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Nanoparticle-Derived Non-Viral Genetic Transfection at the Blood-Brain Barrier to Enable Neuronal Growth Factor Delivery by Secretion from Brain Endothelium

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Brain capillary endothelial cells form the blood-brain barrier (BBB) that denotes a major restraint for drug entry to the brain. The identification of many new targets to treat diseases in the brain demands novel thinking in drug design as new therapeutics could often be proteins and molecules of genetic origins like siRNA, miRNA and cDNA. Such molecules are otherwise prevented from entry into the brain unless encapsulated in drug carriers. The desirable entry of such large, hydrophilic molecules should be made by formulation of particular drug carriers that will enable their transport into the brain endothelium, or even through the endothelium and into the brain. This manuscript reviews the potential of different drug-carriers for therapy to the brain with respect to their targetability, biocompatibility, toxicity and biodegradability.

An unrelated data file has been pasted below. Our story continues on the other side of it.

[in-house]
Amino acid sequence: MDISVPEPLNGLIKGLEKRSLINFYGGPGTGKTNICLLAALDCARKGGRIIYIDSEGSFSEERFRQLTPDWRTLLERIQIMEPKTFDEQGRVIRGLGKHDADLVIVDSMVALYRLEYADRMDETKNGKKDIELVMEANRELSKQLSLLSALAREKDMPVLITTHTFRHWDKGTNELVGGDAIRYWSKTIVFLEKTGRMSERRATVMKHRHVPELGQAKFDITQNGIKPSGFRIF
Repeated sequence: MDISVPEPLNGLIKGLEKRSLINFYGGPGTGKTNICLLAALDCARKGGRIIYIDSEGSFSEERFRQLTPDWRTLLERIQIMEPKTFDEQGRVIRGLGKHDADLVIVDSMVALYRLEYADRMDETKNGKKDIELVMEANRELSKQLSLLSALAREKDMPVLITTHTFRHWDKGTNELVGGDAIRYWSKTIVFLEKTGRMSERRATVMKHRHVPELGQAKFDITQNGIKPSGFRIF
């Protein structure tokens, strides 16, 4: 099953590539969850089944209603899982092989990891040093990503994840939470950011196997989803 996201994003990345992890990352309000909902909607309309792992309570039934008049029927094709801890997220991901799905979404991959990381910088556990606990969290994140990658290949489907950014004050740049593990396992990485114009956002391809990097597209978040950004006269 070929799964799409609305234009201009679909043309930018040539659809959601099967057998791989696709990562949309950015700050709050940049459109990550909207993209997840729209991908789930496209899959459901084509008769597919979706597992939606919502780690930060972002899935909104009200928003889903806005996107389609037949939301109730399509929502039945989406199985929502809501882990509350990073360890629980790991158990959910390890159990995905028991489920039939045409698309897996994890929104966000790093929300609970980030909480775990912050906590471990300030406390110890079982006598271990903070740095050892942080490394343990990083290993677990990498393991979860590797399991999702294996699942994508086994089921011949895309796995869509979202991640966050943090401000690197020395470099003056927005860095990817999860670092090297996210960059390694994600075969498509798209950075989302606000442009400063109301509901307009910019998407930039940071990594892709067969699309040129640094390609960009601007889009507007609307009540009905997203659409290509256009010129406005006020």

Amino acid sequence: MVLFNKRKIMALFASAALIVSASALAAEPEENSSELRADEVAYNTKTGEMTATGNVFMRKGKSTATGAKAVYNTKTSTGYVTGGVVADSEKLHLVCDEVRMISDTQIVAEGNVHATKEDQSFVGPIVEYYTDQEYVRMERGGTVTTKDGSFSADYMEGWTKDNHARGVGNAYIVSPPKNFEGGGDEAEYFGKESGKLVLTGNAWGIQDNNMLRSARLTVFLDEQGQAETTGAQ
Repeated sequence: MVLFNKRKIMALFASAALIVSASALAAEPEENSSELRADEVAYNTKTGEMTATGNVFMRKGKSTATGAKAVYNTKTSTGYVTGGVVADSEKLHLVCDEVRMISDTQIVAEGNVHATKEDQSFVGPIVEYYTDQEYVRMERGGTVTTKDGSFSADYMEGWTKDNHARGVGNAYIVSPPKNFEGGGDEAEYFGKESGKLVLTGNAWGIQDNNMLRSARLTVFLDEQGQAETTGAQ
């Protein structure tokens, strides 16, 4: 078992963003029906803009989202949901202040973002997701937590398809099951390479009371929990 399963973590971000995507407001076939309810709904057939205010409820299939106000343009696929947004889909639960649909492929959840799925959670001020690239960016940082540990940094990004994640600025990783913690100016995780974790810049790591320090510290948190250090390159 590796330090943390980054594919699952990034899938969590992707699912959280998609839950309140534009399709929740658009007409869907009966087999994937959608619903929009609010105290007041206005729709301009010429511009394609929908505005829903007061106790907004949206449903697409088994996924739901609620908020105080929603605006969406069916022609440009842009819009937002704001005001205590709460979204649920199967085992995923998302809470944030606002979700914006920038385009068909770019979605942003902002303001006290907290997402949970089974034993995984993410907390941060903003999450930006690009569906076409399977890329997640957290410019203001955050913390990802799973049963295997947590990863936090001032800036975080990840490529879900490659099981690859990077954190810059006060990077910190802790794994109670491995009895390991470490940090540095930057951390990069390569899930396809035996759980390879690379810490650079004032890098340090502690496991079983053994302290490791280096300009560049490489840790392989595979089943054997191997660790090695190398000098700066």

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Keywords: Blood-brain barrier; Drug delivery; Lipoplexes; Magnetic nanoparticles; Nanoparticle; Polyplexes; Pullulan; Transferrin receptor; endothelium; hydrophilic molecules

Document Type: Research Article

Publication date: 01 August 2011

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  • Current Medicinal Chemistry covers all the latest and outstanding developments in medicinal chemistry and rational drug design. Each issue contains a series of timely in-depth reviews written by leaders in the field covering a range of the current topics in medicinal chemistry. Current Medicinal Chemistry is an essential journal for every medicinal chemist who wishes to be kept informed and up-to-date with the latest and most important developments.
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